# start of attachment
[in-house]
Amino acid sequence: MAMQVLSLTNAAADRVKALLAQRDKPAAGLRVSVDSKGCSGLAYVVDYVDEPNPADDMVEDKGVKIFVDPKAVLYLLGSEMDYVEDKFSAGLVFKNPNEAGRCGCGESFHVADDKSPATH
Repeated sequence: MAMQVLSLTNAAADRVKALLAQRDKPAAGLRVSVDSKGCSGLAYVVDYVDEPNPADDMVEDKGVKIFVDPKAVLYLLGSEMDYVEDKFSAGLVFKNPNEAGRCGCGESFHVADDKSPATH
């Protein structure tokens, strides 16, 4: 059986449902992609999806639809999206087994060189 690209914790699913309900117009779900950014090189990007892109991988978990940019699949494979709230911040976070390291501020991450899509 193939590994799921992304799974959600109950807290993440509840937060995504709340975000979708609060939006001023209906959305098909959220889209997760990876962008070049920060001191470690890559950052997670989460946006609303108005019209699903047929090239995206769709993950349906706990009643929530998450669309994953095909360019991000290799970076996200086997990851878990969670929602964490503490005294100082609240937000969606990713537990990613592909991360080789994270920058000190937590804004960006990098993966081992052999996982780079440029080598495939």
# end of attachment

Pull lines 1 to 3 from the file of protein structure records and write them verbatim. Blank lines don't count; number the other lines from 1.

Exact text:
[in-house]
Amino acid sequence: MAMQVLSLTNAAADRVKALLAQRDKPAAGLRVSVDSKGCSGLAYVVDYVDEPNPADDMVEDKGVKIFVDPKAVLYLLGSEMDYVEDKFSAGLVFKNPNEAGRCGCGESFHVADDKSPATH
Repeated sequence: MAMQVLSLTNAAADRVKALLAQRDKPAAGLRVSVDSKGCSGLAYVVDYVDEPNPADDMVEDKGVKIFVDPKAVLYLLGSEMDYVEDKFSAGLVFKNPNEAGRCGCGESFHVADDKSPATH